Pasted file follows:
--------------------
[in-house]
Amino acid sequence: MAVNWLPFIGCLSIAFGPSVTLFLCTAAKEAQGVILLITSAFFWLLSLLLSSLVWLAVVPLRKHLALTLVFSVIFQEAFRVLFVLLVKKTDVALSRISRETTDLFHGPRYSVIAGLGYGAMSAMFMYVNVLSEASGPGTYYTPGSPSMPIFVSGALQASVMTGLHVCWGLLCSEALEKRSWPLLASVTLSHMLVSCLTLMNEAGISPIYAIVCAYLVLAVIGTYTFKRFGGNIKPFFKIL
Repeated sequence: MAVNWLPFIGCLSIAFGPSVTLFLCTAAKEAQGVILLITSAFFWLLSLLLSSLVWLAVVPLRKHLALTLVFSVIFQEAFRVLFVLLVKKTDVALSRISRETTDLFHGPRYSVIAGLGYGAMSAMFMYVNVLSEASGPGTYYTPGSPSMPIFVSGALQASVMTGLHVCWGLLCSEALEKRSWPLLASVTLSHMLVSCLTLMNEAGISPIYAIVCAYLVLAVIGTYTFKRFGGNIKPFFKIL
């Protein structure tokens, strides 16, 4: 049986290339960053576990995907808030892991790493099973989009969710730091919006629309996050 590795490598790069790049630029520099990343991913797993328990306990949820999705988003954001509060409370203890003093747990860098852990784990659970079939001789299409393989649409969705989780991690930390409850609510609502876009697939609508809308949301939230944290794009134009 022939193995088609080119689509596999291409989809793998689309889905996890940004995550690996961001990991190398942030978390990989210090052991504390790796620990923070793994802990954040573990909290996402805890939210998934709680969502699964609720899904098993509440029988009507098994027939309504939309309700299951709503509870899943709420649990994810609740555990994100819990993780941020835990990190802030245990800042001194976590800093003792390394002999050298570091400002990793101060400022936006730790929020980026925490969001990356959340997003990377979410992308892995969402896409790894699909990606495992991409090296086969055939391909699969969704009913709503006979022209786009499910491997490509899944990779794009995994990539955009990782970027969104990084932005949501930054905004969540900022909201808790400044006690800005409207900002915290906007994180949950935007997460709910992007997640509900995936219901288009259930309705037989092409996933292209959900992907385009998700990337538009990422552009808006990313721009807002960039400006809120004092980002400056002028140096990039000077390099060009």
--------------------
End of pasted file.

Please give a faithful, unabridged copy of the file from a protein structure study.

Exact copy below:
[in-house]
Amino acid sequence: MAVNWLPFIGCLSIAFGPSVTLFLCTAAKEAQGVILLITSAFFWLLSLLLSSLVWLAVVPLRKHLALTLVFSVIFQEAFRVLFVLLVKKTDVALSRISRETTDLFHGPRYSVIAGLGYGAMSAMFMYVNVLSEASGPGTYYTPGSPSMPIFVSGALQASVMTGLHVCWGLLCSEALEKRSWPLLASVTLSHMLVSCLTLMNEAGISPIYAIVCAYLVLAVIGTYTFKRFGGNIKPFFKIL
Repeated sequence: MAVNWLPFIGCLSIAFGPSVTLFLCTAAKEAQGVILLITSAFFWLLSLLLSSLVWLAVVPLRKHLALTLVFSVIFQEAFRVLFVLLVKKTDVALSRISRETTDLFHGPRYSVIAGLGYGAMSAMFMYVNVLSEASGPGTYYTPGSPSMPIFVSGALQASVMTGLHVCWGLLCSEALEKRSWPLLASVTLSHMLVSCLTLMNEAGISPIYAIVCAYLVLAVIGTYTFKRFGGNIKPFFKIL
């Protein structure tokens, strides 16, 4: 049986290339960053576990995907808030892991790493099973989009969710730091919006629309996050 590795490598790069790049630029520099990343991913797993328990306990949820999705988003954001509060409370203890003093747990860098852990784990659970079939001789299409393989649409969705989780991690930390409850609510609502876009697939609508809308949301939230944290794009134009 022939193995088609080119689509596999291409989809793998689309889905996890940004995550690996961001990991190398942030978390990989210090052991504390790796620990923070793994802990954040573990909290996402805890939210998934709680969502699964609720899904098993509440029988009507098994027939309504939309309700299951709503509870899943709420649990994810609740555990994100819990993780941020835990990190802030245990800042001194976590800093003792390394002999050298570091400002990793101060400022936006730790929020980026925490969001990356959340997003990377979410992308892995969402896409790894699909990606495992991409090296086969055939391909699969969704009913709503006979022209786009499910491997490509899944990779794009995994990539955009990782970027969104990084932005949501930054905004969540900022909201808790400044006690800005409207900002915290906007994180949950935007997460709910992007997640509900995936219901288009259930309705037989092409996933292209959900992907385009998700990337538009990422552009808006990313721009807002960039400006809120004092980002400056002028140096990039000077390099060009």